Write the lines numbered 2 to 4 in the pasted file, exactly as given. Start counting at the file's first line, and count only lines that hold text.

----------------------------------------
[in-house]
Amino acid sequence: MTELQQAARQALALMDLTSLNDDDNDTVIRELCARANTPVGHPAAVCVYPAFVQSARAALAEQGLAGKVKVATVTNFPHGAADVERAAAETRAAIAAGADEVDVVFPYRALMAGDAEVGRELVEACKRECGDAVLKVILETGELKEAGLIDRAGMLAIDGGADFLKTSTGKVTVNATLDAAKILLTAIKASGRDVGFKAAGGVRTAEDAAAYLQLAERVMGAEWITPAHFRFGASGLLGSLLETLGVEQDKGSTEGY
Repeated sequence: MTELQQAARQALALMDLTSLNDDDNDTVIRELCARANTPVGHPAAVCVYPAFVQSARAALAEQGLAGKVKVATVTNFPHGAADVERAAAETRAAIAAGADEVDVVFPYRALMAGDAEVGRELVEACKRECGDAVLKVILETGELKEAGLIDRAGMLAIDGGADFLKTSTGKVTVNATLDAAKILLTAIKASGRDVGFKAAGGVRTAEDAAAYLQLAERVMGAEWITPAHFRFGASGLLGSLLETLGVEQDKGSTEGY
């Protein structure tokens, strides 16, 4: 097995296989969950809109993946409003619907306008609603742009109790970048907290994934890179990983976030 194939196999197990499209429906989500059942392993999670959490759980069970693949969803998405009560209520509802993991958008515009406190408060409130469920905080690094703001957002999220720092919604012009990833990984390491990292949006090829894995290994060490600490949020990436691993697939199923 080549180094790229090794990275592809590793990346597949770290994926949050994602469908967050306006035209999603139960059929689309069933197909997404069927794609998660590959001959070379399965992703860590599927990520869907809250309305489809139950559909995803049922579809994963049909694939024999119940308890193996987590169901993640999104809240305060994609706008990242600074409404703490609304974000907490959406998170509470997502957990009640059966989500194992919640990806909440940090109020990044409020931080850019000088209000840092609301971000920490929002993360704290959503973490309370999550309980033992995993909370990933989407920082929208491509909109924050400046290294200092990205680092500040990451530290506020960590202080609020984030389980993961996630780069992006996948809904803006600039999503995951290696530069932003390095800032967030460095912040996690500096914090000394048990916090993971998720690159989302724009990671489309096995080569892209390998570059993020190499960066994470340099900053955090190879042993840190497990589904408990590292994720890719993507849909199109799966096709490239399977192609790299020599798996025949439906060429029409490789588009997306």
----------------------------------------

Amino acid sequence: MTELQQAARQALALMDLTSLNDDDNDTVIRELCARANTPVGHPAAVCVYPAFVQSARAALAEQGLAGKVKVATVTNFPHGAADVERAAAETRAAIAAGADEVDVVFPYRALMAGDAEVGRELVEACKRECGDAVLKVILETGELKEAGLIDRAGMLAIDGGADFLKTSTGKVTVNATLDAAKILLTAIKASGRDVGFKAAGGVRTAEDAAAYLQLAERVMGAEWITPAHFRFGASGLLGSLLETLGVEQDKGSTEGY
Repeated sequence: MTELQQAARQALALMDLTSLNDDDNDTVIRELCARANTPVGHPAAVCVYPAFVQSARAALAEQGLAGKVKVATVTNFPHGAADVERAAAETRAAIAAGADEVDVVFPYRALMAGDAEVGRELVEACKRECGDAVLKVILETGELKEAGLIDRAGMLAIDGGADFLKTSTGKVTVNATLDAAKILLTAIKASGRDVGFKAAGGVRTAEDAAAYLQLAERVMGAEWITPAHFRFGASGLLGSLLETLGVEQDKGSTEGY
């Protein structure tokens, strides 16, 4: 097995296989969950809109993946409003619907306008609603742009109790970048907290994934890179990983976030 194939196999197990499209429906989500059942392993999670959490759980069970693949969803998405009560209520509802993991958008515009406190408060409130469920905080690094703001957002999220720092919604012009990833990984390491990292949006090829894995290994060490600490949020990436691993697939199923 080549180094790229090794990275592809590793990346597949770290994926949050994602469908967050306006035209999603139960059929689309069933197909997404069927794609998660590959001959070379399965992703860590599927990520869907809250309305489809139950559909995803049922579809994963049909694939024999119940308890193996987590169901993640999104809240305060994609706008990242600074409404703490609304974000907490959406998170509470997502957990009640059966989500194992919640990806909440940090109020990044409020931080850019000088209000840092609301971000920490929002993360704290959503973490309370999550309980033992995993909370990933989407920082929208491509909109924050400046290294200092990205680092500040990451530290506020960590202080609020984030389980993961996630780069992006996948809904803006600039999503995951290696530069932003390095800032967030460095912040996690500096914090000394048990916090993971998720690159989302724009990671489309096995080569892209390998570059993020190499960066994470340099900053955090190879042993840190497990589904408990590292994720890719993507849909199109799966096709490239399977192609790299020599798996025949439906060429029409490789588009997306």